The only hangup, as some saw it, was whether there would be enough balls thrown to satisfy all three, not to mention running back LaMont Jordan, who was expected to have 300 carries and 60 receptions himself.
When asked if he could handle the possibility his statistics would be less imposing than in the past, Moss said he could ... if the team was winning.
Moss made five catches for 130 yards through one game and had 14 passes
directed to him. But the team was not winning.
Porter, who signed a new five-year deal shortly before Moss came aboard, had expected to be the Raiders' go-to threat this year. When Moss arrived, Porter said it he could handle it, there would be plenty of balls available. He missed the entire preseason and in his first game, caught just three passes and only five were thrown to him.
Curry, who is being carefully scrutinized, was coming off Achilles' tendon surgery and has been brought along slowly. But slow doesn't describe his first game. Only one pass was directed at him. It was incomplete. The play was nullified by a penalty.
So while Moss had 14 passes thrown to him, Porter and Curry had six between them and the first sounds of protest, though muted, have already been logged.
Curry was perplexed. He said he wasn't even on the field in the second half of the 30-20 loss at New England. Was the team taking it easy on his Achilles' and ankle injuries?
"All I want to say is that if taking it easy is not playing ..." he said, letting his words tail off. "If I am going to be out there to play, then I want to be out there to play."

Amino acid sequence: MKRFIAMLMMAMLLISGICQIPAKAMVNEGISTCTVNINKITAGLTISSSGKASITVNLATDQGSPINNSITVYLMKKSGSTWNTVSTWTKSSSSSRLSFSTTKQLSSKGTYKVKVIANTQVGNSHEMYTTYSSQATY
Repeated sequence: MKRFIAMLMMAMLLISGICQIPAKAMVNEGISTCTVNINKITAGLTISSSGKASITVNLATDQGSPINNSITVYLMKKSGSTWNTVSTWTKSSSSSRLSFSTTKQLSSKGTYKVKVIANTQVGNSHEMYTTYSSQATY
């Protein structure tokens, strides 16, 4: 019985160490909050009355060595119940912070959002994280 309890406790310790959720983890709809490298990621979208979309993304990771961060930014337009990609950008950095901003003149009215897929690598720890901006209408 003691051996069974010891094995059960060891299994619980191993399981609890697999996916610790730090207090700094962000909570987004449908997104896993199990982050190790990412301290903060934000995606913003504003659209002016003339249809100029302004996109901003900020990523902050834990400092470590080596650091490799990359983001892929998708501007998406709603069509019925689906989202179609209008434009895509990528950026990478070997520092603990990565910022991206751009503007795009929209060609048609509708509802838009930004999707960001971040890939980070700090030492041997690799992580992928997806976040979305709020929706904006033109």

His point: If the team doesn't consider him fit to play, then don't use him.
Asked if he was aware in advance that he would be down in the second half, Curry said "I was aware I was probably going to be in and out, but how they were going to break it down, that I didn't know.
"It's frustrating, but not frustrating to the point where you are upset. I want to go out and make plays but I know what the situation is. It is what it is."
And just what is it?
"I don't know what it is," Curry said.
Meanwhile, Porter didn't want to talk at all. He waved off an interview request but when asked if his hamstring had held up during the game, cracked a not-so-funny joke.
"I am fine," he said. "I am always fine. Unless you see a bone coming through the skin, I'm still fine."
--In an unexpected twist, WR Doug Gabriel was permitted to catch passes Wednesday for the first time since finger surgery a month ago. Although his practice time was limited, Gabriel, who had not been expected to return until Oct. 2 at the earliest, then was listed as questionable for Sunday's game against Kansas City. He had been expected to be ruled out.
--Although he said the idea had a certain appeal to outsiders, coach Norv Turner squashed the idea of having CB Charles Woodson assigned to Chiefs' TE Tony Gonzalez. "It's easier said than done," Turner said. "It can get complicated. They're a shift and move team. You have to coordinate it with everyone else (in the secondary)."
--QB Kerry Collins said his sore thumb was not an issue. He jammed it on a helmet in New England a week ago.
--Norv Turner praised the work of DL Ed Jasper, who had four tackles and a pass defended in the opener. Jasper had considered retirement after being released by Atlanta but joined the Raiders as a free agent. "Once we got into camp and got him going and saw the things he can do, (we saw) he's very active inside, a slithering guy that can play the run," Turner said. "And he's a very good pass rusher." Jasper led the Raiders in sacks in preseason with four.
--Backup RB Justin Fargas (knee) has what coach Norv Turner calls a "chronic" knee problem that "has kind of resolved itself." Fargas has not played since mid-August but is practicing again and could be available for Sunday's game.